Hydrogen is the most abundant element in the universe, but it can be difficult and costly to get at the raw gaseous stuff, at least in the kind of commercial volumes that could sustainably fuel a hydrogen economy. But researchers at the DOE's Lawrence Berkeley National Laboratory have made a substantial leap toward a hydrogen-based future by devising a cheap, metal catalyst that can split hydrogen gas from water.
More than 10 years after Russian scientists first claimed to create atoms of Ununquadium, the unstable element in position 114 on the periodic table, scientists at Lawrence Berkley National Laboratory have confirmed their own element 114 sample. Unfortunately, the 114 atoms quickly decayed, dashing years of hope that element 114 occupied the long sought "island of stability" where super-heavy elements could exist in large quantities for long periods of time.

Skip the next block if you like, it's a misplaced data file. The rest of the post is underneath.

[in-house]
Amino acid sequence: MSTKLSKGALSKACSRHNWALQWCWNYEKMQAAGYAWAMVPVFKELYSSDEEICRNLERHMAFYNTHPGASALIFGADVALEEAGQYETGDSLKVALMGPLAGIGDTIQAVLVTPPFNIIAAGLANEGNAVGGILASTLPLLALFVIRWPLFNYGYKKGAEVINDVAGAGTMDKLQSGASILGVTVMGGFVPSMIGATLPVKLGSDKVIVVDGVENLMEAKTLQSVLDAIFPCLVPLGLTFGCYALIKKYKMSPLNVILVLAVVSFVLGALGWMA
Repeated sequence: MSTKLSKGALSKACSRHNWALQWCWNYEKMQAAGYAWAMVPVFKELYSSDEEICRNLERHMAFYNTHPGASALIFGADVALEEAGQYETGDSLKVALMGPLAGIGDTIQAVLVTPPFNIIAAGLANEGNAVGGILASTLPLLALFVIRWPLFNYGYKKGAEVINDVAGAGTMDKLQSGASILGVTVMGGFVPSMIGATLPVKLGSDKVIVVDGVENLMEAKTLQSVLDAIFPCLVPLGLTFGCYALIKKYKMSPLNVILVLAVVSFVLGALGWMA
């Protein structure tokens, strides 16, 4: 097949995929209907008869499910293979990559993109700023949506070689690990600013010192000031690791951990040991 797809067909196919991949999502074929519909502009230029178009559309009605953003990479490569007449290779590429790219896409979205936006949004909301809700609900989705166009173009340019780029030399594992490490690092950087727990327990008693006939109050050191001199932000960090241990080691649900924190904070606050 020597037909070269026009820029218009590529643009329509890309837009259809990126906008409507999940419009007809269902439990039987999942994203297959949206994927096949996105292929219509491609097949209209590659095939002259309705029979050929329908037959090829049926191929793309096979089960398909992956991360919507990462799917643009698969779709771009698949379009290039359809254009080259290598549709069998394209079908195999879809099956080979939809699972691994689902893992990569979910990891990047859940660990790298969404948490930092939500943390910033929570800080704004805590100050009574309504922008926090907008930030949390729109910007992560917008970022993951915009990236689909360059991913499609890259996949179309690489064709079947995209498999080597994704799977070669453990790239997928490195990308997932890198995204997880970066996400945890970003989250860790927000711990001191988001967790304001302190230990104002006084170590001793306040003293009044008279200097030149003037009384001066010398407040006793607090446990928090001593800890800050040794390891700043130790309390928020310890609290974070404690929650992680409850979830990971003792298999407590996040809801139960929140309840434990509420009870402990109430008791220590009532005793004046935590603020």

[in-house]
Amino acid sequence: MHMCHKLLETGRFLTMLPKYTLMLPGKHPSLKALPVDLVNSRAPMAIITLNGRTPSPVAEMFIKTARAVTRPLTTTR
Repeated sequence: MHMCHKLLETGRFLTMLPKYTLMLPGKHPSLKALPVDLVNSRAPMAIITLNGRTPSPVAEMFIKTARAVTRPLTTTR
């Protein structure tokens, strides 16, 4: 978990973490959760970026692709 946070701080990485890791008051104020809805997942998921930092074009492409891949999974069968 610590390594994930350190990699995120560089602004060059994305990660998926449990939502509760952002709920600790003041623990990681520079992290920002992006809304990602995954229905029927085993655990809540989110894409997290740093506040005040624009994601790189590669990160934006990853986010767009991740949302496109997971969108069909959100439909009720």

Giant particle accelerators like the Large Hadron Collider (LHC) have become the poster children for big science. Immense in size, cost, and ambition, these gargantuan structures hurl particles at velocities close to the speed of light, in the hopes of uncovering the most basic constituents of matter and energy.
But when Wim Leemans gets his way, particle accelerators will be just another piece of lab equipment, no more obtrusive than a gene sequencer or a desktop printer.
Physicists are increasingly certain a mysterious force is driving the universe apart. If only they knew what it was.
By Tim FolgerPosted 12.29.2003 at 2:32 pm 0 Comments
For astronomers, 2003 brought some answers, more questions and a deepening conviction: Something strange is happening to the universe. In February a satellite operating a million miles from Earth made a series of measurements that were as baffling as they were precise. A mysterious repulsive force called dark energy accounts for 73 percent of the entire mass-energy of the universe, the Wilkinson Microwave Anisotropy Probe (WMAP) found; 23 percent consists of invisible dark matter, and only 4 percent of the universe is ordinary matter and energy.